Both players have been linked with moves away from the club and contract talks with both have stalled.
Arsenal says there is no significance in the calendar omissions.
Let me put this plainly: that is not true.
Sagna and Walcott will leave Arsenal. If not this winter, then by season's end.
If recent years have shown anything it is that when Wenger says these types of things about Arsenal players, they head out the door a short time later.
Last year, Wenger said he expected Robin van Persie to stay. He didn't.
A year before that, Wenger said he expected Samir Nasri and Cesc Fabregas to stay. They didn't.
Arsenal in 2012 is simply not a club that can compete for players in the two ways that matter most to the best of them: titles and money.
Arsenal cannot promise to compete for league and Cup titles each year.
The Gunners currently sit sixth, already 10 points off the pace. Last season's third place finish saw them 19 points behind the Manchester duo at the top of the table. A year earlier, they won just two of their final 11 matches to fade to a fourth place finish.
Top four yes, but the idea that Arsenal is competing for the Premier League title each season is becoming more and more untenable.
Over the same time period in the Champions League, Wenger has bravely led his men each year into the Round of 16 before being sent home mumbling about brave efforts and better luck next year.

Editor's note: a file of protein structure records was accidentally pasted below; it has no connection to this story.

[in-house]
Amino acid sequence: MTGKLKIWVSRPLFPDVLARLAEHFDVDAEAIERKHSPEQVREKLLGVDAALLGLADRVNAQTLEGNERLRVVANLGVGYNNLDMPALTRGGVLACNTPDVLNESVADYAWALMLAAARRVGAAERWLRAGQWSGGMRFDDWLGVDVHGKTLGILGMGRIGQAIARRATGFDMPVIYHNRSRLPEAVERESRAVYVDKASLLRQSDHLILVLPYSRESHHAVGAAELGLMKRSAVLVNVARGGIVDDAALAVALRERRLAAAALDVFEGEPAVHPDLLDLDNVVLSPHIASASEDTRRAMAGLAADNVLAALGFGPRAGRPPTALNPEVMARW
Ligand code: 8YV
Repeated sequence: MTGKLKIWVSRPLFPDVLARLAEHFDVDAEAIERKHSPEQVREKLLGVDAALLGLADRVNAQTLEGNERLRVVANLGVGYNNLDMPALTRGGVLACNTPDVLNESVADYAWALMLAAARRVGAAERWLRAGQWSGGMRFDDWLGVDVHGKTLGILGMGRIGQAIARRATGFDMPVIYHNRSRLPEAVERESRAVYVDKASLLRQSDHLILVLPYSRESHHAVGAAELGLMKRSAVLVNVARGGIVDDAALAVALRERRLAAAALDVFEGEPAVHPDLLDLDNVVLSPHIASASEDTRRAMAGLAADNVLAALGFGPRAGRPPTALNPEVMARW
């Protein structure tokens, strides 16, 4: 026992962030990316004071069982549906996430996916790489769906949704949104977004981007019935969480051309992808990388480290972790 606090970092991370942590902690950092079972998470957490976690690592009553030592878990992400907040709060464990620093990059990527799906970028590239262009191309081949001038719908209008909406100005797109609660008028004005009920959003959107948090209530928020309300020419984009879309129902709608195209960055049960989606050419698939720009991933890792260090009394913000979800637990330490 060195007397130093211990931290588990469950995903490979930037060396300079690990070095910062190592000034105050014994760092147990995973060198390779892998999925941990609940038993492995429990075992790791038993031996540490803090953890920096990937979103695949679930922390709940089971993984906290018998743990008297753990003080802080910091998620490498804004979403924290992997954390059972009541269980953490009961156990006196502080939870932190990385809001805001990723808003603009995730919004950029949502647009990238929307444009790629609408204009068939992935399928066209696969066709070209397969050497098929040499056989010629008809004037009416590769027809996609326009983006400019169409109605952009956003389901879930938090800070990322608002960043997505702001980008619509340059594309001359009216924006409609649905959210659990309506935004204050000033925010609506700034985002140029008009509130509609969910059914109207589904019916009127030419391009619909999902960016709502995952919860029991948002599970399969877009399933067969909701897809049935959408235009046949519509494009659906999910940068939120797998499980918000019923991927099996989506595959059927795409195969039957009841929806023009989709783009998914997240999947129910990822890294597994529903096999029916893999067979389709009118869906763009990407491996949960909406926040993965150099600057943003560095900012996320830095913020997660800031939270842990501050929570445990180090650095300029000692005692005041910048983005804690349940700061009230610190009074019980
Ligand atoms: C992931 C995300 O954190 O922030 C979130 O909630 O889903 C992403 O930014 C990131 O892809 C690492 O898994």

Top players who have competitive ambitions can simply do better than Arsenal at this point in time.
The money question is trickier. Arsenal doesn't lack the money to compete for top players—it seems Wenger lacks the will to spend the money Arsenal has.
Arsenal have brought in players, but the team has not improved. The Arsenal of three years ago was a better team than the Arsenal of today.
Mark my words, Sagna and Walcott will leave. Wenger will promise to use the money made from their sale to improve the team, but it will be for naught.
Arsenal fans should worry beyond this season's impending departures.
According to the BBC, the club has opened discussions with budding superstar Jack Wilshere over a new long-term contract. The 20-year-old only has two-and-a-half years remaining on his current deal.
If recent Arsenal history shows us anything, it is that Wilshere will not sign an early contract extension. He will bide his time and take a look at the club's competitive direction.
That should provide just about enough time for a steadily declining Arsenal to finally finish outside the Champions League spots. Once that happens, Wilshere and the other young English Gunners Wenger is backing as Arsenal's future will start sizing up their moves to more trophy-laden clubs.
Looking back over Arsenal's transfer dealings of the past few seasons, no one will blame the players when they go.
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